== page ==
Remote Work Might Have Fueled a Small Baby Boom in the US

baby feet and family

Economists suggested that the pandemic and increased remote work might have led to a small baby boom in 2021. With the decline in the fertility rate in 2020 and the “baby boom” in 2021, researchers found out that the pandemic led to a new increase of 46,000 children born to U.S. women. 

The paper published in the National Bureau of Economic Research by economists established that both working from home and the pandemic were key factors in contributing to this small baby boom.

Remote Work´s 2021 Baby Boom 

At the start of the year, the U.S. Centers for Disease Control and Prevention published data about last year’s birth rates, noting a small increase. Economists analyzed this information, differentiating births to U.S. mothers compared to foreign-born mothers. 

In 2020 there was a decline in births to foreign-born mothers due to lockdowns and the impossibility of entering the country. However, when looking at births of American-born mothers, they found that there was a small increase in 2021, raising the fertility rate to 6.2%.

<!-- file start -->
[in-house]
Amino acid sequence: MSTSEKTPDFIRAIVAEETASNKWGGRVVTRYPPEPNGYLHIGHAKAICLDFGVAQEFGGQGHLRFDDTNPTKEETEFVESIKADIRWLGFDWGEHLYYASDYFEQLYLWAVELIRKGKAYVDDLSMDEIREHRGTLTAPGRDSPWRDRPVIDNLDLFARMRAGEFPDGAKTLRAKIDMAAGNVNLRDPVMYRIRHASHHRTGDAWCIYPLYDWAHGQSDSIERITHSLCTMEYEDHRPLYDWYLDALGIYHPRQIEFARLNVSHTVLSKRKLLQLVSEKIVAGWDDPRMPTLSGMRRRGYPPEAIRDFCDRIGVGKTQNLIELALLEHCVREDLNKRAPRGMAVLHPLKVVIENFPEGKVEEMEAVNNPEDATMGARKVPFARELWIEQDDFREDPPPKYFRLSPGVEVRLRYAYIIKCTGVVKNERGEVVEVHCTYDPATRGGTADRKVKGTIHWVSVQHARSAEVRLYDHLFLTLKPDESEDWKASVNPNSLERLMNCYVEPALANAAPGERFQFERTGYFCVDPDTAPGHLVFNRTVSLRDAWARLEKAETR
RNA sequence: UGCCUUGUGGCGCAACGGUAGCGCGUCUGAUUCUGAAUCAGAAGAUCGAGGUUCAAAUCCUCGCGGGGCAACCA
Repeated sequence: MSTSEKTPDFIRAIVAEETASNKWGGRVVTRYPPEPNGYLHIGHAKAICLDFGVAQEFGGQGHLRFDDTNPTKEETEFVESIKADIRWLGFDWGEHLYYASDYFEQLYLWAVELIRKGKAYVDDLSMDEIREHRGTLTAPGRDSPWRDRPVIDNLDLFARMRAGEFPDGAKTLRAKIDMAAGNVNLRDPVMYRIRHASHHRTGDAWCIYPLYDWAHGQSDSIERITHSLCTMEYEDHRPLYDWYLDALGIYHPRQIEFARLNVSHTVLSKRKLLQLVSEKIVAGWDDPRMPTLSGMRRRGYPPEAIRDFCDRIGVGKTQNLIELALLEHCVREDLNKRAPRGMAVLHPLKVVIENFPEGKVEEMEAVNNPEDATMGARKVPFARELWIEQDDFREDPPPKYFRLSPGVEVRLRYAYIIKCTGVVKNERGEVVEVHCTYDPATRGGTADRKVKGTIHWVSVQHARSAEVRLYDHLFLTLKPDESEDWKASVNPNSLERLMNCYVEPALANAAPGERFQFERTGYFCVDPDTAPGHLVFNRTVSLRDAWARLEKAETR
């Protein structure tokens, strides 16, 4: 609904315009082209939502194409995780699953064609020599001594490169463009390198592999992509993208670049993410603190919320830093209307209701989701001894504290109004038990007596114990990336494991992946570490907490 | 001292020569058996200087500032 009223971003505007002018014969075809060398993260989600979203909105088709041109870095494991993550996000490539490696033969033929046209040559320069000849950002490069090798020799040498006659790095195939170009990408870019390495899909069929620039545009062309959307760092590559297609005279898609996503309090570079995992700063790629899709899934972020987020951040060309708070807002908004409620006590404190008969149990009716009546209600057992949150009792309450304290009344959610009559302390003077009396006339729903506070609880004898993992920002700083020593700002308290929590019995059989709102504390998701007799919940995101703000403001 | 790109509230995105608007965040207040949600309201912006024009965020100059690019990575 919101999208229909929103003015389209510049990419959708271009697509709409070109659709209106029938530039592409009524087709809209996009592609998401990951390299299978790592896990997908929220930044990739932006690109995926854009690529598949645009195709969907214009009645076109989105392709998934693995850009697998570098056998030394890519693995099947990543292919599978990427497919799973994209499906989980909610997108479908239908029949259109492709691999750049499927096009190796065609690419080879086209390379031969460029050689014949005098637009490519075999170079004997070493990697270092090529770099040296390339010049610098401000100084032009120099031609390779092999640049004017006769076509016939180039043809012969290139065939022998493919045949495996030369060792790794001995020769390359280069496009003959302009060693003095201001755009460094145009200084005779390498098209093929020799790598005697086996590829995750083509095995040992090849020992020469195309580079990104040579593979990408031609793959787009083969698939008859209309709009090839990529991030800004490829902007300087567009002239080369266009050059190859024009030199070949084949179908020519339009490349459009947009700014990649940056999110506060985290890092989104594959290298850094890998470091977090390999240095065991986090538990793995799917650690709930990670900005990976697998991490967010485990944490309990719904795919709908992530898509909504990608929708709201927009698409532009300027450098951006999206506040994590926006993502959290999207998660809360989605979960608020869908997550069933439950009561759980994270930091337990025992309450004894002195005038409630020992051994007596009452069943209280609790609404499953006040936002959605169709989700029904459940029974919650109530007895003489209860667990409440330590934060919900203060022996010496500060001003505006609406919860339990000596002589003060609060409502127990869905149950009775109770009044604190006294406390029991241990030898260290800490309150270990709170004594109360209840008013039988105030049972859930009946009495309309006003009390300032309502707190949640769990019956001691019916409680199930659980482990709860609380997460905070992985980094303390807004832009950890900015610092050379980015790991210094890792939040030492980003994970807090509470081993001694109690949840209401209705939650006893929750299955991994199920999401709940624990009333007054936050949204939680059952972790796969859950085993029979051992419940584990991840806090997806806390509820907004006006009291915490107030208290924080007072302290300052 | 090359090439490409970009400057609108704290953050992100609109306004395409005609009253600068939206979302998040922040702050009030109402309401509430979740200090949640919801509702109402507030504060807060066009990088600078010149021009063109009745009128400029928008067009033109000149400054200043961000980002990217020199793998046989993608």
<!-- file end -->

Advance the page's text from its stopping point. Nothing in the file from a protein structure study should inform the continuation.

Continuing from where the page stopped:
Economists highlighted in the paper that this 2021 “baby bump” is the major reversal in the U.S. fertility rates since the 2007 recession. And “was large enough to reverse two years of declining fertility rates.”

The baby boom was most evident among first-time mothers under age 25. Additionally, the boom was also notable among women between 30 and 34 years old and those between 25 and 44 with college degrees. This group was keen to keep their jobs during the pandemic and work from home. 

Blending the 2020 fertility decline and the 2021 baby bump, the pandemic increased births among U.S.-born mothers of around 46,000 children.


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